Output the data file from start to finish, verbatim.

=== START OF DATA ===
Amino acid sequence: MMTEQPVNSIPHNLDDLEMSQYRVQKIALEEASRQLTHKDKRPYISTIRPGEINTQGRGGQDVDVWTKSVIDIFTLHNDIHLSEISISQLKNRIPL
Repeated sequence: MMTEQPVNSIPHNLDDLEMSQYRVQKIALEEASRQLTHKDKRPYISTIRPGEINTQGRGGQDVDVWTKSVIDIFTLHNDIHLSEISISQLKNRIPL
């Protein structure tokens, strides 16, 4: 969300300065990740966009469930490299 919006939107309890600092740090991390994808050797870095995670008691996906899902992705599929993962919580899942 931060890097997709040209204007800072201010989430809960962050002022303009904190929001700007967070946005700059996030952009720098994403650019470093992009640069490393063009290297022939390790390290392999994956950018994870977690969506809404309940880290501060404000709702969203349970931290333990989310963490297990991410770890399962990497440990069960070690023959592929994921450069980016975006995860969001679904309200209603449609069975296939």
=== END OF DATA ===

Amino acid sequence: MMTEQPVNSIPHNLDDLEMSQYRVQKIALEEASRQLTHKDKRPYISTIRPGEINTQGRGGQDVDVWTKSVIDIFTLHNDIHLSEISISQLKNRIPL
Repeated sequence: MMTEQPVNSIPHNLDDLEMSQYRVQKIALEEASRQLTHKDKRPYISTIRPGEINTQGRGGQDVDVWTKSVIDIFTLHNDIHLSEISISQLKNRIPL
């Protein structure tokens, strides 16, 4: 969300300065990740966009469930490299 919006939107309890600092740090991390994808050797870095995670008691996906899902992705599929993962919580899942 931060890097997709040209204007800072201010989430809960962050002022303009904190929001700007967070946005700059996030952009720098994403650019470093992009640069490393063009290297022939390790390290392999994956950018994870977690969506809404309940880290501060404000709702969203349970931290333990989310963490297990991410770890399962990497440990069960070690023959592929994921450069980016975006995860969001679904309200209603449609069975296939």